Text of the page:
Suanna Parker – Collegiate Staff
Recently Grand Rapids Community College President Bill Pink stopped by The Collegiate office for an interview with the student journalists. During his classroom visit, Pink discussed his motivation for becoming president and how coaching affected his career in academia. He also offered advice for the student body as a whole.
Pink, 51, the youngest of five children, was born and raised in Abilene, Texas.
Like many students, Pink found joy in playing sports, namely basketball. He played basketball throughout high school and then went on to play at Oklahoma Christian University before becoming a college basketball coach himself.
Pink, who coached college basketball for eight years, was first asked about coaching.
How has coaching influenced your educational career?
“One thing coaching taught me is the importance of being a team. Whatever the team is, whether the team is a group of men that I was coaching or whether the team is my executive team on this campus, that’s a team to me. So, in my regard, the question becomes, ‘how can I help them work together as a team for the betterment of our college and how can I motivate them to do their best work?’ because their motivation and their excitement and their teamwork are going to trickle down into everyone else who works at this institution. So, if I can take that team and I can help us work cohesively as a team then the trickle down effect of what their leadership and what my leadership means, means a lot in terms of the success of this college.”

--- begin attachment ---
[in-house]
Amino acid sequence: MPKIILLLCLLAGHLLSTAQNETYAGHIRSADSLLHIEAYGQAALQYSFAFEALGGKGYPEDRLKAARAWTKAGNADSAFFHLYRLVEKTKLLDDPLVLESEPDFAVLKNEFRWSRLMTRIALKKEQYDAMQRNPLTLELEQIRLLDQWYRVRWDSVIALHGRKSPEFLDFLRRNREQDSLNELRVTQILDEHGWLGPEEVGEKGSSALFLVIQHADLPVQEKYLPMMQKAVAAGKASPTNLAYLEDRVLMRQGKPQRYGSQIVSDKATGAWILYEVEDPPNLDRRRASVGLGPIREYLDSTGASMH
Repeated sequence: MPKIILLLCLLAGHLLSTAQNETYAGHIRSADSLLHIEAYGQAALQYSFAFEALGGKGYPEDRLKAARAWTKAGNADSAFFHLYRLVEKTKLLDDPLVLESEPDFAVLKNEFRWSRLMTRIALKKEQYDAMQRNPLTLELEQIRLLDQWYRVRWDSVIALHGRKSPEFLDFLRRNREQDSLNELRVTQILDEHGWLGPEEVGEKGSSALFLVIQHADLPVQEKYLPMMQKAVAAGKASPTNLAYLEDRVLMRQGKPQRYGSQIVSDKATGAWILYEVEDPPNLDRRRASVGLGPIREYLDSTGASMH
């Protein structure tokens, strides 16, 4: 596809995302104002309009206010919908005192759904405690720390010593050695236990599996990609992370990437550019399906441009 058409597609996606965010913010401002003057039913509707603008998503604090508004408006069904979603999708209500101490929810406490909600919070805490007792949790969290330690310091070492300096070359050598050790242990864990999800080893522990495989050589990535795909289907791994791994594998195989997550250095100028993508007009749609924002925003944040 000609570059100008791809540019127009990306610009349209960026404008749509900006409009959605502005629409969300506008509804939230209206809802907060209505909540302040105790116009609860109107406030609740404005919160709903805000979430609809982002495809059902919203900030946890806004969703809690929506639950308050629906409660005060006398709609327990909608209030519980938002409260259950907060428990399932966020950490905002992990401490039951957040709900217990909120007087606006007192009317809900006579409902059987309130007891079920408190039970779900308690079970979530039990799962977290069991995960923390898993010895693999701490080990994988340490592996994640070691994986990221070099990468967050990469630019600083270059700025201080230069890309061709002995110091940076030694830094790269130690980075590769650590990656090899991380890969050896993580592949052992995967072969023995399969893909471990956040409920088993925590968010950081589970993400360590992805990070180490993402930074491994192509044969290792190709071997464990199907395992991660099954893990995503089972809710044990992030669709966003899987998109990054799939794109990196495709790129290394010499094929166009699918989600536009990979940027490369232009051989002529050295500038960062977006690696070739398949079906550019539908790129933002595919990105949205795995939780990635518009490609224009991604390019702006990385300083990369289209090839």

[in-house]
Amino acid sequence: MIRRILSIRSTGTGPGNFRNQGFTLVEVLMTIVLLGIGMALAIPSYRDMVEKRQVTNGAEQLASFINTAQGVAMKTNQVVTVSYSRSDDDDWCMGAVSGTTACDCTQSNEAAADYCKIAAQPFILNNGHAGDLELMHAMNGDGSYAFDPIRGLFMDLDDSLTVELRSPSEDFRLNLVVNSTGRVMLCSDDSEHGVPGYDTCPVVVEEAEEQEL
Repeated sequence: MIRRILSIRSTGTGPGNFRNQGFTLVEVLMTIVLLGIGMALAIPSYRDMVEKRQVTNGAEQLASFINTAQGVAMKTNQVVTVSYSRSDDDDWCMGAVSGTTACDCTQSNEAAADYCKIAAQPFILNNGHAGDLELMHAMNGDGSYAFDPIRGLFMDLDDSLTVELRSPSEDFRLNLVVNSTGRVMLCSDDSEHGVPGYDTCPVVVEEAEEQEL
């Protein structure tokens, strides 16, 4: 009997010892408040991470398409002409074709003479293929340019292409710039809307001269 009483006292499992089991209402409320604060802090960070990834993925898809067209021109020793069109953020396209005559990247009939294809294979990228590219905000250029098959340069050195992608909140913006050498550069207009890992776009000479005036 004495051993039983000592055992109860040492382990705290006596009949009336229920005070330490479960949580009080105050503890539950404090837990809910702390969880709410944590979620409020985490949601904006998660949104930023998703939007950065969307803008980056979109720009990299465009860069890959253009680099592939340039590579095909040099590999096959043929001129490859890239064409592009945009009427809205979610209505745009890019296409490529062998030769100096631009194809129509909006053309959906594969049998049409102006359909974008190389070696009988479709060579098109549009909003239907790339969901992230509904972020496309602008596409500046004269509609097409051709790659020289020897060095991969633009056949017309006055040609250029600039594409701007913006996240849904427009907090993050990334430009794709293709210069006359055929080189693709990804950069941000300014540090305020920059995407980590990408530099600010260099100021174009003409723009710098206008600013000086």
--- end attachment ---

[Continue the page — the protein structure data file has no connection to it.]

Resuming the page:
What encouraged you to become President?
“For me as a lifelong educator, you can’t really complain unless you do something about it. That’s my premise in life. I don’t want to complain about it, whatever it is, unless I’m willing to do something about it. So, if I’m going to complain about education, you know, I wish college was more x, y, and z. Instead of just sitting around complaining about it, why can’t I get into the leadership position so now I can help chart that course? Work in my career to become president and now let’s do what I believe is good in terms of moving education and moving an institution to where I believe it could be.”
What is your number one priority as GRCC’s president?
“For me at GRCC that number one priority has many tentacles to it. My predecessor Dr. Ender did an awesome job with getting this college to the place where we are financially as well as a college in general. He did a great job of taking that baton and carrying it to a great level. My main focus is to make sure that in all facets of this college that we are able, under my presidency, to move it to the next level. What does that mean? Well, I believe that means our impact, not only in Grand Rapids, but our impact in West Michigan, and our reputation nationally. That we are able to continue to build the brand of Grand Rapids Community College.”